So ex-surveillance agents, operating in both the private and public spheres, have ostensibly combined their powers to force ads onto people’s computers, leaving web users open to other forms of attack. That’s startling and frightening for anyone who cares about privacy or security.
Regardless of the furore that’s exploded online since the Lenovo revelations, and the fascinating history of Pinhas and his firm, Superfish is still earning a packet. Forbes ranked it 64th in the most promising American companies of 2015 and reported revenues of $38 million. It pays to be invasive these days.
Odigo Messenger was an early social networking service based on instant messaging. Odigo believed in connecting and forming friendships: members would "meet" if two or more visited the same web site simultaneously. Odigo Messenger allowed members to connect to other IM networks, such as ICQ, MSN Messenger, and AOL Instant Messenger.
Odigo was purchased for an estimated $20 million by the Israeli company Comverse Technology in 2002. Comverse leveraged Odigo server software for instant messaging solutions in cell phones. However, since Comverse had no real interest in maintaining a generic IM service, it eventually shut down the free service in 2004, abandoning millions of loyal users.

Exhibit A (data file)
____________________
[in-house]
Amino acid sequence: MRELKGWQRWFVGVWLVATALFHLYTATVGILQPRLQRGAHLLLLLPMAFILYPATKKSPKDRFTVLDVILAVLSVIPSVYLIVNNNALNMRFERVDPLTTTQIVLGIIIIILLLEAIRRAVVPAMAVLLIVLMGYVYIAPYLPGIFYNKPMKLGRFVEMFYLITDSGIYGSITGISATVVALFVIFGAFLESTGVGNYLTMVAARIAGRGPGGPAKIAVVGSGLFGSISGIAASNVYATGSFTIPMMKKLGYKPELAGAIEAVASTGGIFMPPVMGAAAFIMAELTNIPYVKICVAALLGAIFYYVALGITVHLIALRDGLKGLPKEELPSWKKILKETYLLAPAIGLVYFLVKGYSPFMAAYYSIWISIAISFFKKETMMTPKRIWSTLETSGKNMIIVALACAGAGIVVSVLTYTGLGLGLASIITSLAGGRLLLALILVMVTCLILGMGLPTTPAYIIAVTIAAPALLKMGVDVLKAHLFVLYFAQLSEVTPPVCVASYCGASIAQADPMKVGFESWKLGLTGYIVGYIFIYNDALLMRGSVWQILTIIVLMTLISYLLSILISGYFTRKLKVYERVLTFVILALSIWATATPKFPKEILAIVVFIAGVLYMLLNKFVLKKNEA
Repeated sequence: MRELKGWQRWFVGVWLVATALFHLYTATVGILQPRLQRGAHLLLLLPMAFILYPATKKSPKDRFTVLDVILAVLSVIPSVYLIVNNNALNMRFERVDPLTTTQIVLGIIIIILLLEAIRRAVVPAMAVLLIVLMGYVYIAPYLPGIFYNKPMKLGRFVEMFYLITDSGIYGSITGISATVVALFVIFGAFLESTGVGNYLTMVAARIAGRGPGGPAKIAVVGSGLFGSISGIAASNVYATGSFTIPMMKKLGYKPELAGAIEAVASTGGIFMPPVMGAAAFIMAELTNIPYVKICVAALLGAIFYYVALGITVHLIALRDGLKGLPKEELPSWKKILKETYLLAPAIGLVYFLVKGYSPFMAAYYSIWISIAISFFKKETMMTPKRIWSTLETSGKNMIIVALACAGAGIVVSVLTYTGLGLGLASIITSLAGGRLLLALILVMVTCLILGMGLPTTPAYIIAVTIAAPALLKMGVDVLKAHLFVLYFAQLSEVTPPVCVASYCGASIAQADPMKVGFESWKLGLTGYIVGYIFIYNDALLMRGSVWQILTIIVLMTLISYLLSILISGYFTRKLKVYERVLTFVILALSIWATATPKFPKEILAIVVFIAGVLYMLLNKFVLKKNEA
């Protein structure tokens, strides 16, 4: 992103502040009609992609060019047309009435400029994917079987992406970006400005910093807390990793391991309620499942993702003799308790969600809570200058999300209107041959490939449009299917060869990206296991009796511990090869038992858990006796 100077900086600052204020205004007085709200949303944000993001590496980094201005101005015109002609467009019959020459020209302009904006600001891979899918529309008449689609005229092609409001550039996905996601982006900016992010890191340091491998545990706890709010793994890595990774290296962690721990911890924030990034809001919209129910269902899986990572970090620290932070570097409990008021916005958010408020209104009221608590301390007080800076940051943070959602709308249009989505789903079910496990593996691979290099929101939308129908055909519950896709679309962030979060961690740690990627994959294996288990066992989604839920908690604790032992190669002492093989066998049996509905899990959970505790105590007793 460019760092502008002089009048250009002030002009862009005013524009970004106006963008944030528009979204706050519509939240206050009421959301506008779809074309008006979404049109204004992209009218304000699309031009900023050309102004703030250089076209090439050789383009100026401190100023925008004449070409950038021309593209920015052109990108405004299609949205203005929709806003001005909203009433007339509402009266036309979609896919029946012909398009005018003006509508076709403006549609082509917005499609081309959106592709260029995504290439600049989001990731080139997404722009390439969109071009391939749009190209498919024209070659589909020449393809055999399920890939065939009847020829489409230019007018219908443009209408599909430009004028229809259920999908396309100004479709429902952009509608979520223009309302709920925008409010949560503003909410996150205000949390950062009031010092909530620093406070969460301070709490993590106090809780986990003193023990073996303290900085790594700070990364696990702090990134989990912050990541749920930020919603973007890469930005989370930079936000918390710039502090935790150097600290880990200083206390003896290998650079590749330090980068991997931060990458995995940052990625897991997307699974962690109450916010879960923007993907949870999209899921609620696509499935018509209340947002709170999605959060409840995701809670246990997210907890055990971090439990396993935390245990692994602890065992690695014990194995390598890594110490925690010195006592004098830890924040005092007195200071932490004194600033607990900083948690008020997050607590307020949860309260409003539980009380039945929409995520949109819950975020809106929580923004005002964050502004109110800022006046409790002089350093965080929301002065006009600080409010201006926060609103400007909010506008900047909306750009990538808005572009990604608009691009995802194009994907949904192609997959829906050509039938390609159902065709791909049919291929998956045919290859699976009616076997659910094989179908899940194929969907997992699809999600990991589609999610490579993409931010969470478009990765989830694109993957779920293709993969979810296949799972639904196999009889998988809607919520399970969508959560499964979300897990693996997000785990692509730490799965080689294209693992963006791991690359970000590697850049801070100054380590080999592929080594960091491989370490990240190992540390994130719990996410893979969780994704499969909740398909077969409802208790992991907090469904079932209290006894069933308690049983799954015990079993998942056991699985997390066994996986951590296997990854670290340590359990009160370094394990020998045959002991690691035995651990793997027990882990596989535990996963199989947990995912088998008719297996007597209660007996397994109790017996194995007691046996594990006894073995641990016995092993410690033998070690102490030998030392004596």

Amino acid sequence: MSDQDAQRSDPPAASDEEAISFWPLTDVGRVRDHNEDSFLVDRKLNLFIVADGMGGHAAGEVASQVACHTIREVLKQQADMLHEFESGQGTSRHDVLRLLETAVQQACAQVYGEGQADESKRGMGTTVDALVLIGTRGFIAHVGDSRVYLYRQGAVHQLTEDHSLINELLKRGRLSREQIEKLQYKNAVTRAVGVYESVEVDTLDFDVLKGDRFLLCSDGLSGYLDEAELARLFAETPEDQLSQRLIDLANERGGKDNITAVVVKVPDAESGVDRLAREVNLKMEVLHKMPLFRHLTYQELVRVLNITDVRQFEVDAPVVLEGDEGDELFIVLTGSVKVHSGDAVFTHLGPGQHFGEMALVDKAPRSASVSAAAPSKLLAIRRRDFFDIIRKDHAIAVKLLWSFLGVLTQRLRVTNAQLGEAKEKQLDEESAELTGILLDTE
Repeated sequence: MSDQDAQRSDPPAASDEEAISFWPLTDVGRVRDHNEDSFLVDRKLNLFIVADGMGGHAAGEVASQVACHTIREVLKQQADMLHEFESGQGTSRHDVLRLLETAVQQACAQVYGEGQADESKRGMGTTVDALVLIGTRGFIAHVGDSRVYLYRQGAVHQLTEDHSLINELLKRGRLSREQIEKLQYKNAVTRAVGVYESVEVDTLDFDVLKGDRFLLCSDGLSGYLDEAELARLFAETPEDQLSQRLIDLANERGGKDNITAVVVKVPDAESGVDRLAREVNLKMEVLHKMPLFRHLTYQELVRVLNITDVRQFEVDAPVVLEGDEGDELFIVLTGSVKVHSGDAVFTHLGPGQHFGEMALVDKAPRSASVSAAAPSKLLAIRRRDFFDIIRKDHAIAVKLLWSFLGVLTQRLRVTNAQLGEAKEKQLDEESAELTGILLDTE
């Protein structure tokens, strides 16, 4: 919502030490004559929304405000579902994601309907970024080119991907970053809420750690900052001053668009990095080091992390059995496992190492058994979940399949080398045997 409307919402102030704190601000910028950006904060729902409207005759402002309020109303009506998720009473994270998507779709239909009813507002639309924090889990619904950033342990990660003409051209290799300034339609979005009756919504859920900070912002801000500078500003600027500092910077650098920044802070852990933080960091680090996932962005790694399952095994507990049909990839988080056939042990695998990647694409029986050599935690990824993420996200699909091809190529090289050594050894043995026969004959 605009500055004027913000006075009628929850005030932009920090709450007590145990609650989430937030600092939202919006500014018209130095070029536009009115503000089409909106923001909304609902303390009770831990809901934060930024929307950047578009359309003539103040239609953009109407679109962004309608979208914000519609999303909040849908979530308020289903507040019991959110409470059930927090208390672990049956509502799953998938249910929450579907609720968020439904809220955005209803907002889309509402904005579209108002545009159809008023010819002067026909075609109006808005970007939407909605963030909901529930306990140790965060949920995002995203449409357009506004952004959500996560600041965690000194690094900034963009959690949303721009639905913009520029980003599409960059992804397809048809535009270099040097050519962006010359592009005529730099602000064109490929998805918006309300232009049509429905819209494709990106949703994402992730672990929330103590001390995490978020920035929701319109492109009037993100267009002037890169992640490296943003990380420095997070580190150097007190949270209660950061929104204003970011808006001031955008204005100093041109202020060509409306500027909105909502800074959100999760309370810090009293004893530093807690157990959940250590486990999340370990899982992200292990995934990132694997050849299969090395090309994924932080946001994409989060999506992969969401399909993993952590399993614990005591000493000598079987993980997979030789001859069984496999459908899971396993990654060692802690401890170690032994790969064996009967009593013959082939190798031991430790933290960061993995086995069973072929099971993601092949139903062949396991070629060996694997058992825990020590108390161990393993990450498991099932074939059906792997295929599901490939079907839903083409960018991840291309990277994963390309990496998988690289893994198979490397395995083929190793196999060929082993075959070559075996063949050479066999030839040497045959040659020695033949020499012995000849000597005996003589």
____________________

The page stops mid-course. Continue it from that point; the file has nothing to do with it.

The service first became available in 1998 and carried multiple brands during a spell of affiliations with different web services provider. Although originally made available by Odigo, Inc., the service was supplied by Comverse, who used it to help innovate and forward their wireless products.
The word Odigo comes from the Greek "οδηγώ" which means "I guide/lead/drive/steer".
Odigo and the 9/11 investigation
Odigo reported that, two hours before the September 11, 2001 attacks, two of their employees who were working in an Odigo office in Herzliya Pituah, a city near Tel Aviv, received a hostile English electronic instant message non-specifically threatening them that a terrorist attack would happen. They did not mention this to their employer until after they heard reports of a terrorist attack in the United States on the news, after which they informed the company's management. One of Odigo's New York offices was then situated under a kilometer away from the World Trade Center complex. However, the threatening message did not mention the location of an attack. The company took the initiative in tracking down the originating IP address of the message, giving the information to the FBI, so that the FBI could track down the Internet Service Provider, and the actual sender of the original message. Using the "people-search" function, Odigo users can send anonymous messages anywhere in the world to other users, who they can find based on demographics or location. According to The Washington Post, the message declared "that some sort of attack was about to take place. The notes ended with an anti-Semitic slur. The messages said 'something big was going to happen in a certain amount of time'".